Federal function faces finish
The mandates imposed on Nevada by No Child Left Behind, the principal education program produced by George W. Bush’s administration, will likely come to an end early next year.
The state Education Department had planned to opt out of the program next month, which was the first deadline set by the U.S. Education Department. But it is unable to get all of its ducks in a row to hit that target, so officials will apply in February. State superintendent of schools Keith Reault said as part of the opt-out application, the state must get “input from school districts, all the stakeholders, parents, the public, business … on what we’re going to substitute for the ‘adequate yearly progress’ ” benchmarks currently required under No Child. That will take some time.
In a form of bureaucratic torture, which requires that states squeeze higher levels of competence out of students each year, No Child offered little funding in return. Nevada was still faced with the need to raise substantial school funds, and the federal mandates made that need greater. Some officials maintain that the Bush program was never fully funded by Congress. Some states—mostly small, conservative states—began defying the federal mandates.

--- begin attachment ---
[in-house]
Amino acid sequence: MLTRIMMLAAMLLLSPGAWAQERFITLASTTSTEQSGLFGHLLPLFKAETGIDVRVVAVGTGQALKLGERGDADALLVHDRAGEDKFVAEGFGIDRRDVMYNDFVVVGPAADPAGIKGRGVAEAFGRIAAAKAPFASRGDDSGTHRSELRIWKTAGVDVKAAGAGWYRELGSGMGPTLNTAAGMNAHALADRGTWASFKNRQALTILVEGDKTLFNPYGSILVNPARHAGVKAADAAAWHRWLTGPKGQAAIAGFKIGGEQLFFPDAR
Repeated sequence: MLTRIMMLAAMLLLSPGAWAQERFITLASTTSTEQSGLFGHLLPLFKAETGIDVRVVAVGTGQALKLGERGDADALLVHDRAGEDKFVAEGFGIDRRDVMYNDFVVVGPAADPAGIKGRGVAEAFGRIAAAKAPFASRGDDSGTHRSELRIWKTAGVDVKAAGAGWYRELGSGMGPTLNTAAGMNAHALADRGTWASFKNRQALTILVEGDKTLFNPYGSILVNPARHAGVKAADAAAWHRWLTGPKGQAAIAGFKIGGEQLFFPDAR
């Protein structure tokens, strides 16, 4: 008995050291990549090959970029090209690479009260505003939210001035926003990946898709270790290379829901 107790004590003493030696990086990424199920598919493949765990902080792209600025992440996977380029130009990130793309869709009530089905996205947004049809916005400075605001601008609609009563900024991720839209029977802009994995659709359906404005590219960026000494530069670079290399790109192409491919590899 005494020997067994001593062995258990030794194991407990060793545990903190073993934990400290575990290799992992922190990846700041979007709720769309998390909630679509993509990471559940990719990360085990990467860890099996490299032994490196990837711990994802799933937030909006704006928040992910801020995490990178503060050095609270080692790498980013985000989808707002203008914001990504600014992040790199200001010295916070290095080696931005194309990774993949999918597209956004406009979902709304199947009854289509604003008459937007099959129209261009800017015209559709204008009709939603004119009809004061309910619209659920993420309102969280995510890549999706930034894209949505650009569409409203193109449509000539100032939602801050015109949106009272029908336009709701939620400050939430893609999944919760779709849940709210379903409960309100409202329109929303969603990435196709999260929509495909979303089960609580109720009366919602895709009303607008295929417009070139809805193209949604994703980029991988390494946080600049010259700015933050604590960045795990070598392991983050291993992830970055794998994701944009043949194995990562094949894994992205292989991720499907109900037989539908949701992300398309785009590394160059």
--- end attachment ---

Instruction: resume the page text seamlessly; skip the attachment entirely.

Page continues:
Other critics objected to the one-size-fits-all system imposed by No Child. Last month, Fallon’s Lahontan Valley News editorialized that under the federal program, “What’s good for a school in Fallon is, unfortunately, also good for a school in the poorest sections of Las Vegas. Also, scores from special learners are lumped into the same mix as your gifted students.”
Some critics of No Child say the Obama administration’s opt-out program is not an improvement over the Bush program. “It turns out the Obama administration is dumping one set of federal proficiency standards for another. Rather than adopting a new approach to education reform, the Obama administration is doubling down on the same failed policies of its predecessor,” wrote U.S. Rep. Scott Garrett, a New Jersey Republican, in the congressional newspaper The Hill. But he did not explain how.